Are restaurants and junk food producers responsible?

Discuss the March 2016 Eating Bull by Carrie Rubin.

(Note, Carrie Rubin's previous book The Seneca Scourge was book of the month in December 2012. :) )
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Re: Are restaurants and junk food producers are responsible?

Post by hsimone »

I agree with many here that the food industry should not take all the blame for obesity. After all, it's the person that walks in and decides what he/she wants to buy.

It might not be easier to eat healthy (it's more expensive, takes longer to cook, might require more ingredients therefore more money), but exercising is also difficult for people to do consistently. Sometimes, it doesn't cost money (a walk around the neighborhood, taking the stairs vs. the elevator), but people still have difficulty in doing this as well. Not exercising also contributes to obesity, it's not just food. Yes, a healthy diet helps, but exercise is the other key ingredient in staying healthy. Just like decisions for food are based on personal responsibility, decision on exercising is as well. Just another point to throw out there :).
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Post by KateNox »

While I completely agree that we all should take more of responsibility for our actions, especially when it comes to what we eat, I also don't think that we should ignore the fact that food chains invest incredible amount of money and resources into different marketing strategies. It's not an accident that healthy food is usually so much more expensive than junk food, which you can find literally everywhere you turn. Healthy food, not so much.

I think that the responsibility is ours as much as it is restaurants' and junk food producers'. It would be only ours if healthy food was be the same price as junk food, and just as reachable.
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Post by Skoraeus »

I do not think it contributes that much either. It could be a case of varying metabolism, though Junk food itself is a major concern in society that might lead to health related problems. But well, Junk food is part of our lives! We unconsciously treated it as such and grown attached to it! I guarantee every single person in this forum have consumed Junk food before!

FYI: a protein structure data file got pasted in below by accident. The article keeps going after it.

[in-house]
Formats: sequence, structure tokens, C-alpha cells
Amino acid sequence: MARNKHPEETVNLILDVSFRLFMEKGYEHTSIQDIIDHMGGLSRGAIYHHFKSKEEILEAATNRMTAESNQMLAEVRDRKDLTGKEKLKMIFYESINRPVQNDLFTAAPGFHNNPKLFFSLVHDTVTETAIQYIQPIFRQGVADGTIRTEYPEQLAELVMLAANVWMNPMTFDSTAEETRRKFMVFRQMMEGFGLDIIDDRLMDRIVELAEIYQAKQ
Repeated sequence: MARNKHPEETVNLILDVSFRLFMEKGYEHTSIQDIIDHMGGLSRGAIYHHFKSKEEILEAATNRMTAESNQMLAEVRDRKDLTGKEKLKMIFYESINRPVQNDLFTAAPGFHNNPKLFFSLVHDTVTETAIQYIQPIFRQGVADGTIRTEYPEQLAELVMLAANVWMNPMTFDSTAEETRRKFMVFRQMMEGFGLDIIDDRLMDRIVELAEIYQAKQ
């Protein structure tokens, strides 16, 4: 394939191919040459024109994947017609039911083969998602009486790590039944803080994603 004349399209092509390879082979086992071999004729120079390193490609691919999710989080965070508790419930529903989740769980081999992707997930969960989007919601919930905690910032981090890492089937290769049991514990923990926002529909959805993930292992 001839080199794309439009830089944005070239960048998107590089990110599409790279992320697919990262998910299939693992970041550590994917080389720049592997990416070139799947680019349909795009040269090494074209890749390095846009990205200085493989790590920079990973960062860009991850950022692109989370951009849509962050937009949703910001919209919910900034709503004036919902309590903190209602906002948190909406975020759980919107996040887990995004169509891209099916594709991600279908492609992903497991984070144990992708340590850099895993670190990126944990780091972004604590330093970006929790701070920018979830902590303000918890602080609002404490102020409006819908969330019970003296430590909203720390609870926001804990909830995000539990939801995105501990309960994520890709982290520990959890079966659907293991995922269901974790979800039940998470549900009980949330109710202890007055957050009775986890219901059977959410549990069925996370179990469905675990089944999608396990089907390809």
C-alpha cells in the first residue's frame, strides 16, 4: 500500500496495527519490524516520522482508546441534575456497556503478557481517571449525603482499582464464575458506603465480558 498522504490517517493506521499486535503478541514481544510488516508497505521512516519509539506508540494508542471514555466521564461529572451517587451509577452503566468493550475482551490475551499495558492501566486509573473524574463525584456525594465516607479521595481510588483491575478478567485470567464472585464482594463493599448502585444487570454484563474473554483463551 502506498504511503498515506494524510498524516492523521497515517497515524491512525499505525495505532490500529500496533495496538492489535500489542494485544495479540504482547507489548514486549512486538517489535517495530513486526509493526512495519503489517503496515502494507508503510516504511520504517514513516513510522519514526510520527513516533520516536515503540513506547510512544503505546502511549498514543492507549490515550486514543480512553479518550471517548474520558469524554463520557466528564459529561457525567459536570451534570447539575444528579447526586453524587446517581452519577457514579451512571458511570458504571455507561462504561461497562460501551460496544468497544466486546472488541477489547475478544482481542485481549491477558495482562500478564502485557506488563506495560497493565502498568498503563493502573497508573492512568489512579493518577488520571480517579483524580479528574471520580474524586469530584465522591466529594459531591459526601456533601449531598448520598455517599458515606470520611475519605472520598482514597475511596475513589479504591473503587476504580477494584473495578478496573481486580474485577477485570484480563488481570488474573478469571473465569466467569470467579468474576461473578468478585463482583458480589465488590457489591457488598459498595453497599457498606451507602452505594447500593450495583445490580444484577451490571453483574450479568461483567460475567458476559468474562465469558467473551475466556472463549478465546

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Post by SharisseEM »

The blame can't be placed on one party. Yes, junk food producers and restaurants are responsible for such creations but people popularise it. It's our responsibility to make healthy choices. Junk food is all right in moderation and is like a treat but to eat it too often is a personal choice.
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Post by Sarah G »

Gravy wrote:I agree with Jeremy at the end of the book: no single source is deserving of all the blame.

Everyone has their own part to play in it. That's what makes the issue so hard to deal with.
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Post by [seven] »

The fast food restaurants and food producers are responsible for obesity but are they? Each individual in this country has the right to choose what they want to eat. I think a lot of people have not had the experience of preparing their own meals and are conditioned to having some person in a uniform prepare their food impatiently fast. I think there is a deeper problem with obesity which is fed by the non-stop ads by the grocery store cashiers desk and TV commercials that show people, BEAUTIFUL PEOPLE having so much fun consuming their seductive fare. The more and more we are expose to this marketing the more we believe it is true!
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Post by Igor Martinez »

They don't have have all blame BUT it must be take into account that their participation has been important in this issue.
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Post by alicia_fountain »

I am a firm no on this question.

Restaurants and junk food producers can do their part by making meals more proportionate and healthy, but it is ultimately up to the consumer to decide what to put in their body. Of course there are things that restaurants can do - like focusing more on the health of their customers rather than the speed at which they can crank out burgers - that would help, overall, the diet of an average American.
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Post by hintofjam »

KateNox wrote:While I completely agree that we all should take more of responsibility for our actions, especially when it comes to what we eat, I also don't think that we should ignore the fact that food chains invest incredible amount of money and resources into different marketing strategies. It's not an accident that healthy food is usually so much more expensive than junk food, which you can find literally everywhere you turn. Healthy food, not so much.

I think that the responsibility is ours as much as it is restaurants' and junk food producers'. It would be only ours if healthy food was be the same price as junk food, and just as reachable.
Like many others have said, restaurants and junk food producers are not the only source for the obesity epidemic. However, they are part of a bigger scheme of actions and reactions that lead to the issue of rapid weight gain.

I believe that, since abundance can be viewed as a form of wealth, our tendency is to abuse the ideal by overindulging in food, junk or not. For example, "I bought this bag/box/container of food, have the time to eat, and am told by commercials that I deserve it, so I will consume it because I can." Although we may not think in these exact terms, these factors process into the decisions we make with our food.

This becomes even more problematic with the more affordable pricing of junk food compared to healthful options, which gives us more reason to keep putting money into the cyclic machine of low-cost food, abundant supply, constant suggestion, and continuous demand. Thus, obesity becomes the adverse effect of a combination of causes.